QUID PRO QUO SEXUAL HARASSMENT
(DEMANDS FOR SEX)
Sexual Harassment Lawyers Protecting New York and New Jersey employees from unwanted sexual harassment in the workplace
Although sexual harassment has been defined as any unwelcomed sexual advance or other verbal or physical conduct of a sexual nature, demand for sex is the most direct form of sexual harassment. Requests for sexual favors and physical conduct of a sexual nature are deemed so severe that even a single incident may qualify as sexual harassment. If you’re being harassed by being asked or told to perform sexual “favors” in New York or New Jersey, call the sexual harassment attorneys at the Akin Law Group today to discuss your case in detail. The consultation is always free and kept fully confidential.
What is quid pro quo sexual harassment?
Quid pro quo is a Latin / Legal term which means that you must do something to get something in return. Quid pro quo sexual harassment occurs when an employee’s hiring, compensation, benefits, promotions, continued employment or treatment at the job become contingent on his or her participation in sexual acts. Usually, the individual who demands these sexual favors is an employer (business owner), a supervisor (who has the ability to make the employees life on the job easier or more difficult), or even a co-worker (who may be willing to do favors for the victim). Having a direct impact on the employee, quid pro quo sexual harassment is often extreme and has lasting emotional and psychological effects on the victims. Even if an employee has (through coercion or otherwise) agreed to or has already performed any of these sexual acts, the harm that has already been instilled is still illegal and may allow the employee to make a recovery.
Cases of sexual harassment resulting from demand for sex include those in which:
- Submission to such conduct (regardless of whether it is explicit or implicit) may be made a term or condition of your employment (threat of being fired if you refuse)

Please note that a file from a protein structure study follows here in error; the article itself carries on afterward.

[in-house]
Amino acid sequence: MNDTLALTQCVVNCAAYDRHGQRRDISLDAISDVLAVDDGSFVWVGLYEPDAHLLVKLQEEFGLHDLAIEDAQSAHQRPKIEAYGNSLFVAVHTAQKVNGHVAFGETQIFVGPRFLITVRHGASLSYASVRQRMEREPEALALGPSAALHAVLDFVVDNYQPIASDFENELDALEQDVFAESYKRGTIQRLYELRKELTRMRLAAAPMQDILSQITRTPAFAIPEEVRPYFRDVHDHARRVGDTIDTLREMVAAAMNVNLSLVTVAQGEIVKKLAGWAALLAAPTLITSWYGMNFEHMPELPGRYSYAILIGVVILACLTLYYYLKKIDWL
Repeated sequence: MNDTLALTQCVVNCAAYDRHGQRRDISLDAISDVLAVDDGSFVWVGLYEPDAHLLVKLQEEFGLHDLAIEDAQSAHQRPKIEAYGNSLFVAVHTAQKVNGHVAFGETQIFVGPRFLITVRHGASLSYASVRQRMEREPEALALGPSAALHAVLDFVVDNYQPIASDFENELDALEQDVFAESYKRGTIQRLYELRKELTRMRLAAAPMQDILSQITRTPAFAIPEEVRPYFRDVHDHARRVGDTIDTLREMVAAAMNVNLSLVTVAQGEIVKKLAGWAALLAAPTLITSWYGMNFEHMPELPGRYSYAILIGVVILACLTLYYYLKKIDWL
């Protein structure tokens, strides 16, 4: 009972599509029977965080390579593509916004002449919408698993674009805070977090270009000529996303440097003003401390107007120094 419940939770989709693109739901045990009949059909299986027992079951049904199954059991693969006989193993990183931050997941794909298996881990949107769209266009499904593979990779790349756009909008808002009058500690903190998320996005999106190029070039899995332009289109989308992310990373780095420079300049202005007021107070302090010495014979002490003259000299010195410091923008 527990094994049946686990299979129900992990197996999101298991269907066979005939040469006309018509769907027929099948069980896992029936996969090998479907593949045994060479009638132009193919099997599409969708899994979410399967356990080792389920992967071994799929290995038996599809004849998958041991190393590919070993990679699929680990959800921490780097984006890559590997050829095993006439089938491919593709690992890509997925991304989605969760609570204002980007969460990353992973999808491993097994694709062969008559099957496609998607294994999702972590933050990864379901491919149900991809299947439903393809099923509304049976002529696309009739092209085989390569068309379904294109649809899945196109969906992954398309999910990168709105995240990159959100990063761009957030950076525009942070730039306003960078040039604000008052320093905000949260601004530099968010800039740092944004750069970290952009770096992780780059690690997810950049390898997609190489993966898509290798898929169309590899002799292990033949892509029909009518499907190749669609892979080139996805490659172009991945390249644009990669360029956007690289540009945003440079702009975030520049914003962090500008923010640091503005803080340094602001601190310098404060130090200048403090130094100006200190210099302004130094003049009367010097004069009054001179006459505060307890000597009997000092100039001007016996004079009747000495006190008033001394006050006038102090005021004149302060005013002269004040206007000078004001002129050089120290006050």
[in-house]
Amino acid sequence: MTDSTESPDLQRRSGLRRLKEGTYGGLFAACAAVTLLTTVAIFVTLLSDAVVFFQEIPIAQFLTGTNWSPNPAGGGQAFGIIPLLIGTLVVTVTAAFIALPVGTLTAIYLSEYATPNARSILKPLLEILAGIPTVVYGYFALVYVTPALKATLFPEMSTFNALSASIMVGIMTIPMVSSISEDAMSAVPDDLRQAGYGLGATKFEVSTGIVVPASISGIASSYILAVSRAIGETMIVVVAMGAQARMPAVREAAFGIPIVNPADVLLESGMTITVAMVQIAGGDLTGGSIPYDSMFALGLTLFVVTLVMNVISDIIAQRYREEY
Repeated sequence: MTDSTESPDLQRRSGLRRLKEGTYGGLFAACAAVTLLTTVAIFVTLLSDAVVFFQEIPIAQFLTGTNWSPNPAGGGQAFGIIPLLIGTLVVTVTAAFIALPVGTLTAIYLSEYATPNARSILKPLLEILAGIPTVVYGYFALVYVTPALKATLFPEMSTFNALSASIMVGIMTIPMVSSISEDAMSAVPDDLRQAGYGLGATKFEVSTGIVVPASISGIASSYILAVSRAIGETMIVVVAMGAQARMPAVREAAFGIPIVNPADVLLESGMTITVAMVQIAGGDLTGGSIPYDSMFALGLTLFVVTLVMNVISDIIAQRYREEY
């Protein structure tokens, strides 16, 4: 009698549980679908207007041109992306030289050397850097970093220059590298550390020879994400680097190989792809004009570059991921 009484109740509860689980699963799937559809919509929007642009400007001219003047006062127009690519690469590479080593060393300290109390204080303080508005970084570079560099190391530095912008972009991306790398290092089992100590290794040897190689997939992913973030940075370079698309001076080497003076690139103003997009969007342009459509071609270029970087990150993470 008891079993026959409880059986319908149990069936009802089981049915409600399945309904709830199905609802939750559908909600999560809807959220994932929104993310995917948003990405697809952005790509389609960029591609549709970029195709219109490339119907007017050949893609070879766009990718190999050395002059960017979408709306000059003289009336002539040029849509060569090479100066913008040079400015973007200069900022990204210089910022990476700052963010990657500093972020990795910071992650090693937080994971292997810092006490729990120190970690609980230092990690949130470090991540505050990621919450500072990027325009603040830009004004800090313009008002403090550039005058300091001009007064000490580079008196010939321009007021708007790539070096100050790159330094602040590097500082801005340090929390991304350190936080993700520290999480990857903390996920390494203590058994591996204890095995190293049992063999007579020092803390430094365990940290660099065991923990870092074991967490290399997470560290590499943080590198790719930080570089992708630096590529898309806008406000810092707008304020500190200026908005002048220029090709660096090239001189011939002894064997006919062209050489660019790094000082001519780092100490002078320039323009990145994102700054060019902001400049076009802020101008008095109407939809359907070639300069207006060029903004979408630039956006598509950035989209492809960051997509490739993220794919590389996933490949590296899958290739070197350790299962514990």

- Submission to, or rejection of such sexual acts may be used as the basis for decisions to promote, demote, terminate, or treat you differently (you may be told that a promotion / raise depends on what you agree to do)
- Another employee’s submission to sexual advances may give them an unfair advantage (they are given the promotion that you deserve, etc.)
If any of these sound familiar to you, you are the victim of illegal sexual harassment that is classified as Quid Pro Quo and should contact a sexual harassment attorney immediately.
What are examples of quid pro quo sexual harassment in the Workplace?
The most common form of quid pro quo harassment is when an employer or supervisor offers to promote an employee in exchange for a sexual favor. However, there are many other forms of quid pro quo sexual harassment. Several examples are:
- A manager writes an unfair employee evaluation after the employee refused to engage in a sexual act or refuses to allow the manager to touch them inappropriately
- A supervisor makes an employee’s raise and promotion contingent upon compliance with sexual demands
- An employee is treated harshly and threatened with termination for refusing to have sex with her manager
- A supervisor strongly hints that the employee will get a raise if she dresses in clothes that are more revealing and allows her supervisor to touch her
Quid pro quo sexual harassment can either involve threats to an employee’s continued employment, alter the conditions of employment or offer additional benefits as a reward for engaging in the sexual act. An employer’s threats, regardless of whether they culminate in a tangible employment action, (such as termination, demotion, or suspension) is still wrong. If you believe that you faced an instance of quid pro quo sexual harassment in the workplace, call a sexual harassment lawyer at Akin Law Group as soon as possible to discuss your case in confidence.